Well, Pope Francis certainly proved Mrs Thatcher wrong. “A man who rides a bus to work after the age of 30 can count himself a failure in life,” said Mrs T, which always made me a tad uneasy on my otherwise highly enjoyable journey in on the No 27. But given that the new Pope is being lauded (bizarrely) for doing just that in Buenos Aires, I think we can safely say she was wrong on that one. So much so, that even Geri Halliwell might try it.
While we were admiring the pomp and ceremony in Rome, our leaders were tying themselves up in knots over the continuing fallout from the Leveson report and minimum alcohol pricing – to name but two. So, the hugely important House of Lords Public Service and Demographic Change Report got less media play than it otherwise would or should have. Its key finding is that Britain is “woefully underprepared” for the demographic time-bomb of the surging number of over-65s.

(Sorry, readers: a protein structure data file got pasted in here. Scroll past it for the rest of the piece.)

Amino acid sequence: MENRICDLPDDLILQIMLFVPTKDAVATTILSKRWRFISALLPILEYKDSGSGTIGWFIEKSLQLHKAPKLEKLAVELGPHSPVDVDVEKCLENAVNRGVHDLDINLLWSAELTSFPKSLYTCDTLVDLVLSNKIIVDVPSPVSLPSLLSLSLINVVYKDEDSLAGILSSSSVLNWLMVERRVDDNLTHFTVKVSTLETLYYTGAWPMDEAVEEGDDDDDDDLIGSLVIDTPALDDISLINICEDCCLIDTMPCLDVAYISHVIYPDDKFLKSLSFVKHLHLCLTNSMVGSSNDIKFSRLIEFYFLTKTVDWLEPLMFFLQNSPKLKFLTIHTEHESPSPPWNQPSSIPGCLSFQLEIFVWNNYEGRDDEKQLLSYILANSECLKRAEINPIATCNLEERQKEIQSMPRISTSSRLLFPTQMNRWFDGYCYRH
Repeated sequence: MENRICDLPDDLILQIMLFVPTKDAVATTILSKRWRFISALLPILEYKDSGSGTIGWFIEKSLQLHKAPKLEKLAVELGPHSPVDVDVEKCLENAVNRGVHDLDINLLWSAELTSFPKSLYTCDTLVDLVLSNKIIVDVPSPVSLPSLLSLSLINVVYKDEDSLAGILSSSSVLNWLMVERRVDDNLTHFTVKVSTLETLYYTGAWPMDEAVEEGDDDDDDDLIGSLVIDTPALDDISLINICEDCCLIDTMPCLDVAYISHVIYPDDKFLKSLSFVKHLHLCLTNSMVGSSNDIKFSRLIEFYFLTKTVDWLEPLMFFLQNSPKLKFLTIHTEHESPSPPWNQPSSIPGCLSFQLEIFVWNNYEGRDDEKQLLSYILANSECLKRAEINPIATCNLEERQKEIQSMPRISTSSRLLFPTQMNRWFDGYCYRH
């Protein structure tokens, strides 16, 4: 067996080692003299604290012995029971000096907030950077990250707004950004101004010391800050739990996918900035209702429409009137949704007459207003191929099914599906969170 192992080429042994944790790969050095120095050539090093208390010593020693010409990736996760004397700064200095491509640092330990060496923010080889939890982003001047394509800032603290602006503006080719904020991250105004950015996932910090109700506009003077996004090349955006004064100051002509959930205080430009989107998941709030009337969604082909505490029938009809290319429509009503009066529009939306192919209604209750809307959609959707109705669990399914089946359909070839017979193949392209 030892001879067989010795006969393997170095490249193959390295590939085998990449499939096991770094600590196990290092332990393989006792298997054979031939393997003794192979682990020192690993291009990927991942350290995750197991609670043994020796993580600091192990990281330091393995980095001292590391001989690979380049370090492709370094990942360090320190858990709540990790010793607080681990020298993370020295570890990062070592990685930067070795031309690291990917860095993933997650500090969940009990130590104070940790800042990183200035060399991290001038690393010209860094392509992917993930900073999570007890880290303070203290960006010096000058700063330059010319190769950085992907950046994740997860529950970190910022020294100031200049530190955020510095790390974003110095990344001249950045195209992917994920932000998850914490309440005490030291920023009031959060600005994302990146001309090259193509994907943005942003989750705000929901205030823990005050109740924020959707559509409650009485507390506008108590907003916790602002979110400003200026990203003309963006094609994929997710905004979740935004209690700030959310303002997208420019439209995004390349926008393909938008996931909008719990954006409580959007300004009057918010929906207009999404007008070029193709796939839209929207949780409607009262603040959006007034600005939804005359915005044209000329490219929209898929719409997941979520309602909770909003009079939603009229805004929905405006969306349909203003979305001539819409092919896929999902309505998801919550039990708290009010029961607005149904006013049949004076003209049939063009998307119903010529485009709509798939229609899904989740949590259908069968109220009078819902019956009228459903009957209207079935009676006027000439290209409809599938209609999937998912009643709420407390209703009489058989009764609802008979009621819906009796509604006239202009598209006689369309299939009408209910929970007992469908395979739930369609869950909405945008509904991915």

That number will soar by some 50 per cent between 2010 and 2030. And, let’s be clear, our society is already ageing. The idea that we might all live, say, 10 years longer is something that on the face of it is to be celebrated. But if we outlive our pensions and savings – such as they are – and require further health and social care, millions may be condemned to penury in our dotage.
Add to this scenario a predicted 80 per cent increase in dementia over the same period, and those retirement years may look anything but golden. Of course, it is a mistake to regard all elderly people as a burden or ignore the considerable contribution to the economy many will still be making, but it is to no one’s benefit whatsoever for us to continue to bury our heads in the sand and somehow imagine that everything will be fine. Social care, the future of the NHS, pensions and savings need to be at the top of the political agenda and public discourse – for all our sakes.